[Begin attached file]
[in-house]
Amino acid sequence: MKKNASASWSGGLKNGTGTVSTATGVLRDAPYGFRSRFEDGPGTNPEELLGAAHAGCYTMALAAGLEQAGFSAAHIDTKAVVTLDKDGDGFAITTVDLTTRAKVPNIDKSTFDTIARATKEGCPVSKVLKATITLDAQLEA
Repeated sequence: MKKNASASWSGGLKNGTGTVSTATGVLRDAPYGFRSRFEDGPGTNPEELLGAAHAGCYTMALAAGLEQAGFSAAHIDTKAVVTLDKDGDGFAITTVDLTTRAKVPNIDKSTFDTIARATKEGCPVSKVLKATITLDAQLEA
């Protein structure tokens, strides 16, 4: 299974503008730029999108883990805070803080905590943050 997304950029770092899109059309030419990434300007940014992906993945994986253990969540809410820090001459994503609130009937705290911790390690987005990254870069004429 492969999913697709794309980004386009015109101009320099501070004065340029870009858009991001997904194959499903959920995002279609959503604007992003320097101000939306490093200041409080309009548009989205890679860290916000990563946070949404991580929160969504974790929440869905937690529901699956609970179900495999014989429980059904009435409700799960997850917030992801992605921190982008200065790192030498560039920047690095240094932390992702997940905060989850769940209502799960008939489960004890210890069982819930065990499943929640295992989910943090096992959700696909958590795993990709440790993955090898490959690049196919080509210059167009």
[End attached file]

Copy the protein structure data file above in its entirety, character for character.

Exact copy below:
[in-house]
Amino acid sequence: MKKNASASWSGGLKNGTGTVSTATGVLRDAPYGFRSRFEDGPGTNPEELLGAAHAGCYTMALAAGLEQAGFSAAHIDTKAVVTLDKDGDGFAITTVDLTTRAKVPNIDKSTFDTIARATKEGCPVSKVLKATITLDAQLEA
Repeated sequence: MKKNASASWSGGLKNGTGTVSTATGVLRDAPYGFRSRFEDGPGTNPEELLGAAHAGCYTMALAAGLEQAGFSAAHIDTKAVVTLDKDGDGFAITTVDLTTRAKVPNIDKSTFDTIARATKEGCPVSKVLKATITLDAQLEA
């Protein structure tokens, strides 16, 4: 299974503008730029999108883990805070803080905590943050 997304950029770092899109059309030419990434300007940014992906993945994986253990969540809410820090001459994503609130009937705290911790390690987005990254870069004429 492969999913697709794309980004386009015109101009320099501070004065340029870009858009991001997904194959499903959920995002279609959503604007992003320097101000939306490093200041409080309009548009989205890679860290916000990563946070949404991580929160969504974790929440869905937690529901699956609970179900495999014989429980059904009435409700799960997850917030992801992605921190982008200065790192030498560039920047690095240094932390992702997940905060989850769940209502799960008939489960004890210890069982819930065990499943929640295992989910943090096992959700696909958590795993990709440790993955090898490959690049196919080509210059167009």